In milestone, Israel starts exporting natural gas to Egypt
Jerusalem’s and Cairo’s energy ministries issue rare joint statement announcing implementation of estimated $19.5 billion deal to pump gas from 2 massive offshore gas fields
Israel has started pumping natural gas to Egypt from two massive offshore fields, marking a major milestone and a historic cooperation between the countries, according to a joint statement.
The move comes shortly after natural gas started flowing from the massive Leviathan gas field, and some seven years after Israel starting pumping gas from the nearby Tamar field.
Energy Minister Yuval Steinitz last month signed permits for the export of gas to Egypt, calling it “a historic milestone for the State of Israel.”
On Wednesday, Steinitz heralded “the start of the most significant cooperation ever between Israel and Egypt, in energy and the economy, since the peace treaty.”
Jerusalem’s and Cairo’s energy ministries issued the rare joint statement on Wednesday morning, calling the move “an important development that will serve the economic interests of both sides.
“The step will both enable Israel to export some of its natural gas to the region via Egypt’s gas liquefaction plants, and promote Egypt’s status as a regional gas hub,” the statement said.
Steinitz and Egypt’s Petroleum Minister Tarek El-Molla were set to formally announce the move Wednesday at a meeting of the Eastern Mediterranean Gas Forum (EMGF), the statement added.
During the meeting, the energy ministers of Israel, Egypt, Italy, Greece, Cyprus, Jordan and the Palestinian Authority were expected to approve turning the EMGF into a regional organization, according to the statement.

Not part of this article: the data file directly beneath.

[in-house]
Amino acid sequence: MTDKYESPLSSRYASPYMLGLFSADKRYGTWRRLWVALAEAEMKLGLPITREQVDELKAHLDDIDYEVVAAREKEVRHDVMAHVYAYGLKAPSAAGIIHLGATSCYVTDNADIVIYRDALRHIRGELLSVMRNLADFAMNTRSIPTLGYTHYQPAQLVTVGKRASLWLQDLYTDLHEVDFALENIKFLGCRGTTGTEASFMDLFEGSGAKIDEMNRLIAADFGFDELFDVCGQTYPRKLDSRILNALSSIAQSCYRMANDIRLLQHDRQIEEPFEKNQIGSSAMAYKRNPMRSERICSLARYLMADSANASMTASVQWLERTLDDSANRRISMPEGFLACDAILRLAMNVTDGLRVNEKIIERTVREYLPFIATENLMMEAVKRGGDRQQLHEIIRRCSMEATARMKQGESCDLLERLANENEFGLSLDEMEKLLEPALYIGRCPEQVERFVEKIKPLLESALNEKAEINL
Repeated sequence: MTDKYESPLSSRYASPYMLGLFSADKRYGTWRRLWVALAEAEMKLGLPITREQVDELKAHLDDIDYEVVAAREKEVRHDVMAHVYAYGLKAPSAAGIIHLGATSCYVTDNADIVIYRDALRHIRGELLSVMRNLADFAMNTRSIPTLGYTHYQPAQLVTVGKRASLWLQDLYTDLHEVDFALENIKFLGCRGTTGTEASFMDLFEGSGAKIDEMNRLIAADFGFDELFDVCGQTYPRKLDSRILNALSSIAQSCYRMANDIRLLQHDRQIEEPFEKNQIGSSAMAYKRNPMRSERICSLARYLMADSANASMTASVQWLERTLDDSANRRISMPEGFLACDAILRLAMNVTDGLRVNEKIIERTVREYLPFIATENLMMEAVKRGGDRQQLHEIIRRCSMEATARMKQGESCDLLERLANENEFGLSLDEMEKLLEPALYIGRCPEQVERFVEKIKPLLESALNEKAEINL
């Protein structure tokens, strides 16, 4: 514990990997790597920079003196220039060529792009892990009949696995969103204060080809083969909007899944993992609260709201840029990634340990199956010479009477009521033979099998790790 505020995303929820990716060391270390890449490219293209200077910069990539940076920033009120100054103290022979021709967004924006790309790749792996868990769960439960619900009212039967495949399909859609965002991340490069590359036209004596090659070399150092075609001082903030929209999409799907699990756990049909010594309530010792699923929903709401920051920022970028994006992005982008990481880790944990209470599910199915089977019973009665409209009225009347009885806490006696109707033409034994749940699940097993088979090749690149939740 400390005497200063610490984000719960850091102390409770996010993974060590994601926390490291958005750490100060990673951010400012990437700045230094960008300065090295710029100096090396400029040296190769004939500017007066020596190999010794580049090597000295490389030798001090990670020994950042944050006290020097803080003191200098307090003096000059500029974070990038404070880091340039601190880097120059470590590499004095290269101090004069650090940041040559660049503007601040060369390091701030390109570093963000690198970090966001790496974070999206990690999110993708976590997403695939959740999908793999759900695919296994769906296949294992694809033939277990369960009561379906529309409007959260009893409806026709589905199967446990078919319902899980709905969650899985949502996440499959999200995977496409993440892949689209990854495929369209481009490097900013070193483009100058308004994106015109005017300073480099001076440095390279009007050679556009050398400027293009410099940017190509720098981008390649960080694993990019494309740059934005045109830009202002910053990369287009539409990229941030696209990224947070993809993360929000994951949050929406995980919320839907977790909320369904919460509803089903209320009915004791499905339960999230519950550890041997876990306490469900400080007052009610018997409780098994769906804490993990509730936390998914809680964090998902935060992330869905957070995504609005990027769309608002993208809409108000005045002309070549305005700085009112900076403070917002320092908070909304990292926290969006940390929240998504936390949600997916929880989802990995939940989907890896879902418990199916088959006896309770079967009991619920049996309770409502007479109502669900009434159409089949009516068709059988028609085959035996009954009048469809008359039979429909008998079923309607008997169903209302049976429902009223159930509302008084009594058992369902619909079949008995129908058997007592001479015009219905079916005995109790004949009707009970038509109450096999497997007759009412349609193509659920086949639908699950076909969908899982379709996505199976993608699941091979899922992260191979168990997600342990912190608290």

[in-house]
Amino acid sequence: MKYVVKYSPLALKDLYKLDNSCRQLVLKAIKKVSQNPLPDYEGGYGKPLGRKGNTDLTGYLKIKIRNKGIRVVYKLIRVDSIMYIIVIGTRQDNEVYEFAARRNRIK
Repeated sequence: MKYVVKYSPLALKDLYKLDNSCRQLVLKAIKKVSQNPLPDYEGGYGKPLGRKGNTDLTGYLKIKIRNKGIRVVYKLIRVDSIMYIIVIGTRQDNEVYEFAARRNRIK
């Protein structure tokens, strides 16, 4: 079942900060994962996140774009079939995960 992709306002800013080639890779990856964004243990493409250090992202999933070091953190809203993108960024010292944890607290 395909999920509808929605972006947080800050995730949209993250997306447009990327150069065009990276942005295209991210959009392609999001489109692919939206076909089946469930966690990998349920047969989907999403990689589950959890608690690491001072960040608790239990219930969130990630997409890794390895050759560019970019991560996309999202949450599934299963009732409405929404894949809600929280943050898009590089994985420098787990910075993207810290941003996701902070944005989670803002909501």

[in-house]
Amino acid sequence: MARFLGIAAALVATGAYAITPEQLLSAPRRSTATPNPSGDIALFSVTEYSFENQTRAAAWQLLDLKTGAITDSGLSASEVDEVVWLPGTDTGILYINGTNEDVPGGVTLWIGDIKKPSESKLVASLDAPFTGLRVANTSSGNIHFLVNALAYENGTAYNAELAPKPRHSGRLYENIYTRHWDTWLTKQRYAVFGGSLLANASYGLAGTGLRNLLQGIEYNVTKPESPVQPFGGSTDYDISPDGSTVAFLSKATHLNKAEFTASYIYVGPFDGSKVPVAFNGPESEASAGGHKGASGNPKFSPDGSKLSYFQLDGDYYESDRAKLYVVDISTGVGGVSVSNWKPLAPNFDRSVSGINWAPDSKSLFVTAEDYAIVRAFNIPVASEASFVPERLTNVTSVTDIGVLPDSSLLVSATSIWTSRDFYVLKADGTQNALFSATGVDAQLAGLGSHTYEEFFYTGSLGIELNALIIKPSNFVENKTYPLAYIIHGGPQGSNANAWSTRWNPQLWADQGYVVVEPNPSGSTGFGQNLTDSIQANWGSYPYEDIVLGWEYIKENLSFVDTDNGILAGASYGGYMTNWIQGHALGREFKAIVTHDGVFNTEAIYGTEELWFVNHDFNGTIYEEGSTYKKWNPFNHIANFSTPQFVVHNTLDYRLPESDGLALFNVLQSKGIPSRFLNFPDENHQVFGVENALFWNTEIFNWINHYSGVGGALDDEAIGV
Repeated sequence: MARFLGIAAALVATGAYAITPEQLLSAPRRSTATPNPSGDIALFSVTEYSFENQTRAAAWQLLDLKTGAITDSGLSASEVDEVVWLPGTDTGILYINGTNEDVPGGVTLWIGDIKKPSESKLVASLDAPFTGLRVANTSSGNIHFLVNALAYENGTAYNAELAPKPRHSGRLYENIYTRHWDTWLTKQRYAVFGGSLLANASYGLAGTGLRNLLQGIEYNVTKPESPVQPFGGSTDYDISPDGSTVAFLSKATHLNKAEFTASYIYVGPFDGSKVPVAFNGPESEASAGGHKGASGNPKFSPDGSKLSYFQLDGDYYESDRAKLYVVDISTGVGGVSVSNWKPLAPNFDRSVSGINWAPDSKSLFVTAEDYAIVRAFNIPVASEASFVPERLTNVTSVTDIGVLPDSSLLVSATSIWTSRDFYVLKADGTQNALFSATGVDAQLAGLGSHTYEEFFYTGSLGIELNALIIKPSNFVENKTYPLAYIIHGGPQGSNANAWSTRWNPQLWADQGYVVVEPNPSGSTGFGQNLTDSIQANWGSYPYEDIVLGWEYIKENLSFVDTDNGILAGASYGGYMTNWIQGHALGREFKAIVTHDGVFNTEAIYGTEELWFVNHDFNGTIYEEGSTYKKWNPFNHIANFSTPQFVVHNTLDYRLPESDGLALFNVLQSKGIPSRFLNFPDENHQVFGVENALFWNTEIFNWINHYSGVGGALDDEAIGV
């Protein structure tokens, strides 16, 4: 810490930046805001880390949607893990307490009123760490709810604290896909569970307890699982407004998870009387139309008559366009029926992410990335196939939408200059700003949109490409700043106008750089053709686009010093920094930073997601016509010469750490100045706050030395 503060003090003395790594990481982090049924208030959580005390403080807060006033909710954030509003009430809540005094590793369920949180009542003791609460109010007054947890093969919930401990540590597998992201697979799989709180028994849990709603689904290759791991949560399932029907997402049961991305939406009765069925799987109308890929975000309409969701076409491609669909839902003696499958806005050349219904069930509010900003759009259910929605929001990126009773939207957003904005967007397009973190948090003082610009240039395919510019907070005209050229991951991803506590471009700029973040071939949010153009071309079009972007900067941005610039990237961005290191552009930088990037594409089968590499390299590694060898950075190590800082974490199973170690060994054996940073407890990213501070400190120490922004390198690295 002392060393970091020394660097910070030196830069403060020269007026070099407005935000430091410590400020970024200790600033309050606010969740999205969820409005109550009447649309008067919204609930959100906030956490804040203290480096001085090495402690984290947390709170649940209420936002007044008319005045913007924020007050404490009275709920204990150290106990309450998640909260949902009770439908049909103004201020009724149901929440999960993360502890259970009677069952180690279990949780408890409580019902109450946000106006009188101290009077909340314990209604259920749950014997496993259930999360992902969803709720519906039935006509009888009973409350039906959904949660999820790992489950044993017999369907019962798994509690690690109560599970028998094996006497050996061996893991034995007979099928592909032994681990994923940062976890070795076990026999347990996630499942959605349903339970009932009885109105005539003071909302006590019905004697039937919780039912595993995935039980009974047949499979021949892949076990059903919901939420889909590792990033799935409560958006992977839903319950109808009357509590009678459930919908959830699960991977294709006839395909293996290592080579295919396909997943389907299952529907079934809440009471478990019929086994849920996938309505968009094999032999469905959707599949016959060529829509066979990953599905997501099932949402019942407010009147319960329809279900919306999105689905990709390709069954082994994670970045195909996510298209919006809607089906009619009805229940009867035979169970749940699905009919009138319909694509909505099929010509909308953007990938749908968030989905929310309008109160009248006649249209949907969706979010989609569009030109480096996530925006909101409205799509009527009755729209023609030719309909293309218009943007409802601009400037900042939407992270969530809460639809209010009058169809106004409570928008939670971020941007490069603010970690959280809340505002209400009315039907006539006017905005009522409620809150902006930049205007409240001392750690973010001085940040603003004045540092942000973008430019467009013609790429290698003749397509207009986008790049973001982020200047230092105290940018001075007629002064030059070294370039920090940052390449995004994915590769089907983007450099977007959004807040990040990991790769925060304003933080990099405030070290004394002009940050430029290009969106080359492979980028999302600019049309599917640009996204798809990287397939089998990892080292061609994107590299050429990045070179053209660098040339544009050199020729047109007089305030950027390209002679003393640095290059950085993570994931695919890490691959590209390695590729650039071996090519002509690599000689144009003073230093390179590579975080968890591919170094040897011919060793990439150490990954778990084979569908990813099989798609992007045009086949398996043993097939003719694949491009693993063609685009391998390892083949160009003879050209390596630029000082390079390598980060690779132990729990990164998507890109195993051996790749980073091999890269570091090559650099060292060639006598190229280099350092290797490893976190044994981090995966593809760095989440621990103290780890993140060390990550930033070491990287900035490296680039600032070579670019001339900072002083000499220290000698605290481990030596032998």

Israel’s delegation has been working with the other countries to put together the EMGF’s treaty, which the ministers will sign, the statement said, “in what will be another significant step on the path to consolidating the organization and its activities.”
In the October deal, the partners in the Israeli fields signed a contract with the privately held Egyptian firm Dolphinus Holdings to transfer some 85 billion cubic meters (3 trillion cubic feet), to be supplied by both the Tamar and the Leviathan fields starting in 2020.
Signing the export permit in December, Steinitz said, “The export of gas to Egypt, from Leviathan and Tamar, is the most significant economic cooperation between Israel and Egypt since the signing of the peace treaty between the countries.”
One source in Israel’s energy industry estimated the value of the gas to be sold to Egypt under the updated contract at a total value of $19.5 billion, Reuters reported.
Gas began flowing from the mammoth Leviathan offshore natural gas field — the largest energy project in Israel’s history — on December 31, after the government gave a final go-ahead to Noble Energy and its partners to forge ahead with the project despite vocal protests from residents of Israel’s coastal region who are concerned about the pollution emitted by the rigs.
Located in the Mediterranean Sea 125 kilometers (77 miles) west of Haifa, the Leviathan field is estimated to hold 22 trillion cubic feet of recoverable natural gas, and a potential half a million barrels of oil, according to estimates provided by the partners in the field.
The Tamar field — Israel’s second largest find — started producing gas in 2013 and has been supplying the country. It holds some 10 trillion cubic feet of natural gas, half of the amount held in Leviathan.
These two fields, along with the smaller Karish and Tanin fields that are set to start production in 2021, are seen as a bonanza for a nation that has traditionally been starved of natural resources. They also provide a stable source of locally produced energy from four different fields, leading to a more secure supply that is enough to feed all of Israel’s electricity needs for decades.
The start of Leviathan production was making Israel a regional player in the energy industry, said Yael Ravia-Zadok, head of the Foreign Ministry’s Economic Diplomacy Division, speaking at the energy conference last month. This “energy diplomacy” means discourse about natural gas has become an integral part of the regional agenda, she said.
Shoshanna Solomon contributed to this report.